My father was a professor at the Indian Institute of Science (IISc) in Bangalore, and I grew up on the campus. It was a small, cosy campus and a teenager could walk from one end to the other quite easily. I've done that countless times, climbing over the back walls of departments in the evenings looking for "treasure". My friends and I (all children of faculty) took great pleasure in raiding the dumps outside the chemistry departments (there were three of them, - Organic Chemistry, Physical Chemistry and Biochemistry, - and Organic Chemistry was our favourite). We would scavenge half-used bottles of benzene and similar chemicals and take them home to do experiments. (Did you know that thermocol dissolves in benzene with a most satisfying fizz?)
My dad was quite indulgent and would chuckle about my "experiments" when he walked into a room reeking of recently-burnt plastic or some such. I doubt if I'd let my son do such dangerous experiments today (we've lost the element of risk-taking in today's world, as I mentioned in another post).
We were a group of nerds, I realise now. I don't know what ambitions normal kids used to have, but my close campus friends and I knew what we were going to do - we were going to become scientists and cure cancer, winning the Nobel Prize for Medicine in the process. And we knew exactly how we were going to do it, too. Just inject cancer cells into squirrels, then extract the cancerous growths, dry them to "weaken" the cells, and inject them into healthy people. Voila! A cancer vaccine! (I think it was better for humanity that the two young geniuses who thought of that ended up in the software industry instead.)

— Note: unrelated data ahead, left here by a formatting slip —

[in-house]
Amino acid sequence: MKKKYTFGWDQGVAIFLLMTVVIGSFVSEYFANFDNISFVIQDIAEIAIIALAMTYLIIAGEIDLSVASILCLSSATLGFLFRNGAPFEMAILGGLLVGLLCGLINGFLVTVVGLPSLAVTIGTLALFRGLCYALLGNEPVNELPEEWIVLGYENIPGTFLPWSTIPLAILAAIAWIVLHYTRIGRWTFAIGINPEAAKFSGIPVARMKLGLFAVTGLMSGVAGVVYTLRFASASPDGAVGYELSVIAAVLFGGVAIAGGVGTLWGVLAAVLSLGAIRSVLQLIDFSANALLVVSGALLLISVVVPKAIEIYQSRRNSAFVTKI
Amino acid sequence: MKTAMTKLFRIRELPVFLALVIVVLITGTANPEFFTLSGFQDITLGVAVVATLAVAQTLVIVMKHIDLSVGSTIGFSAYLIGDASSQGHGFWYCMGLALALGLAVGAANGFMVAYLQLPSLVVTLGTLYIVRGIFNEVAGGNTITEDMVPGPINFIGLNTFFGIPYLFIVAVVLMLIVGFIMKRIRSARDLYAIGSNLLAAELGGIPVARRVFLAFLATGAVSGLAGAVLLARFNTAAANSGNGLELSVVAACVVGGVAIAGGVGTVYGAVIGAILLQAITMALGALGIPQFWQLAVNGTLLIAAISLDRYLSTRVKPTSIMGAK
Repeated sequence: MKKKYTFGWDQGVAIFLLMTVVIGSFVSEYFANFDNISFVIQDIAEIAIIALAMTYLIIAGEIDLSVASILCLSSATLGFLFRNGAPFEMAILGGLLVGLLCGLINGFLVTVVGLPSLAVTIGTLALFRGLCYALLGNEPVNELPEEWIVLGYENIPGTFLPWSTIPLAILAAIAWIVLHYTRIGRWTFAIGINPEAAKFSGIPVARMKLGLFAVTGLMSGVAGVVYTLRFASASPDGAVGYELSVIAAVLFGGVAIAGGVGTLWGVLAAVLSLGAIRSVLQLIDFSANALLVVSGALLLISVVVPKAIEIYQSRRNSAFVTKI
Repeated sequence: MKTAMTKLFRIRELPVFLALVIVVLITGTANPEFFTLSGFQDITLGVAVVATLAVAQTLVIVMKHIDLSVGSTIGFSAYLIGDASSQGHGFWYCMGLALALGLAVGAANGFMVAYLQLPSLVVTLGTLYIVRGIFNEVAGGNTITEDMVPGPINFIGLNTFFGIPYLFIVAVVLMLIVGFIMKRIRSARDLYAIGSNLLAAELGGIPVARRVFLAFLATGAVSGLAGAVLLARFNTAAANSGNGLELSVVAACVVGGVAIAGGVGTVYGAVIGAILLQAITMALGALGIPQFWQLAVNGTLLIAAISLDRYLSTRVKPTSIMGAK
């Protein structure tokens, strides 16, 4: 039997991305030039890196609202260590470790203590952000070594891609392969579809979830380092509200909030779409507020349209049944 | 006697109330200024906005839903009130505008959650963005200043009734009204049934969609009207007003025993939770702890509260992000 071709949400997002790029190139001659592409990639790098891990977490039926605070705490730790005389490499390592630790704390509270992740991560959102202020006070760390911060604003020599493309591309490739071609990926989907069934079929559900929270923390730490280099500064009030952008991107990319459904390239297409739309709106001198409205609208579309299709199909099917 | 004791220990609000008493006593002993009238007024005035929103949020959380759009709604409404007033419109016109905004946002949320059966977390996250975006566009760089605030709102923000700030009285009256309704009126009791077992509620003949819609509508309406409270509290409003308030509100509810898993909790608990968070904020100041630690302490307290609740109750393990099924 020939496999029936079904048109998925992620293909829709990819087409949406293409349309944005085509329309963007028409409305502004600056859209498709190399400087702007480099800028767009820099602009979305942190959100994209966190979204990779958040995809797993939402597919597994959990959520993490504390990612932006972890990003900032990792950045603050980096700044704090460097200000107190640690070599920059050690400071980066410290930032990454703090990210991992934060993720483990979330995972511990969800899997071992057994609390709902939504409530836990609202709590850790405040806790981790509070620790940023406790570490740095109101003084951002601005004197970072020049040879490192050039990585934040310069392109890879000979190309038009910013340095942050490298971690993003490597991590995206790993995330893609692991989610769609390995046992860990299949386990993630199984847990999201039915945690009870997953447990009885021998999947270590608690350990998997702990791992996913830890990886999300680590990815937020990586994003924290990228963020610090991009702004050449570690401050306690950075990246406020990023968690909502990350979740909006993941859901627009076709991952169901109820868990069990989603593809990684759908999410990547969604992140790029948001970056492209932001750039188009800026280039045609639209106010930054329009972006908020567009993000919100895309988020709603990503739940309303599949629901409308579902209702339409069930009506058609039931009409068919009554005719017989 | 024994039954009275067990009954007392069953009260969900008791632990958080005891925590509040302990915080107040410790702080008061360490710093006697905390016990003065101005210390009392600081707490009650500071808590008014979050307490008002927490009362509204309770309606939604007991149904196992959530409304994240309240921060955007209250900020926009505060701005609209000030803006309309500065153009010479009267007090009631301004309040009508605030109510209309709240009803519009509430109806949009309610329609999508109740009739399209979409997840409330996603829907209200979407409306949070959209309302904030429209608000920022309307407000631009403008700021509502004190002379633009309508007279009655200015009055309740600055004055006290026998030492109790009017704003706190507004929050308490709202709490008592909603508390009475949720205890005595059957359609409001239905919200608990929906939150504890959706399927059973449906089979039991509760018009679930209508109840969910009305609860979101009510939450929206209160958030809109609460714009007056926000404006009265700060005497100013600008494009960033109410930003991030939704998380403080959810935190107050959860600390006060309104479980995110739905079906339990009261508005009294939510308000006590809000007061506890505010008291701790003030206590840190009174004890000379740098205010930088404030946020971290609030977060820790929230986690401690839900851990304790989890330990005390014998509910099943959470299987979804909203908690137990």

They used to hold educational film shows some evenings in some of the departments, and a whole lot of professors' kids used to turn up at these. One of these educational shows was "Civilisation" by Kenneth Clark, which I found a bit boring at the time, but which I think I would like to see now. Another one was "The Ascent of Man". I remember this series quite vividly. The wireframe computer graphics shown seemed highly advanced in the seventies. Now I have a chance to see the series again, and I'm able to understand it much, much better. Jacob Bronowski is a genius. He can tie together science, technology, history, economics and a bunch of different disciplines and tell a convincing story of how we came about. (He's no more, but I feel like referring to him in the present tense because I'm still watching the series).
I would recommend "The Ascent of Man" to anyone interested in science. And I'm once again grateful for a weird and wonderful childhood spent in the innocence of scientific exploration.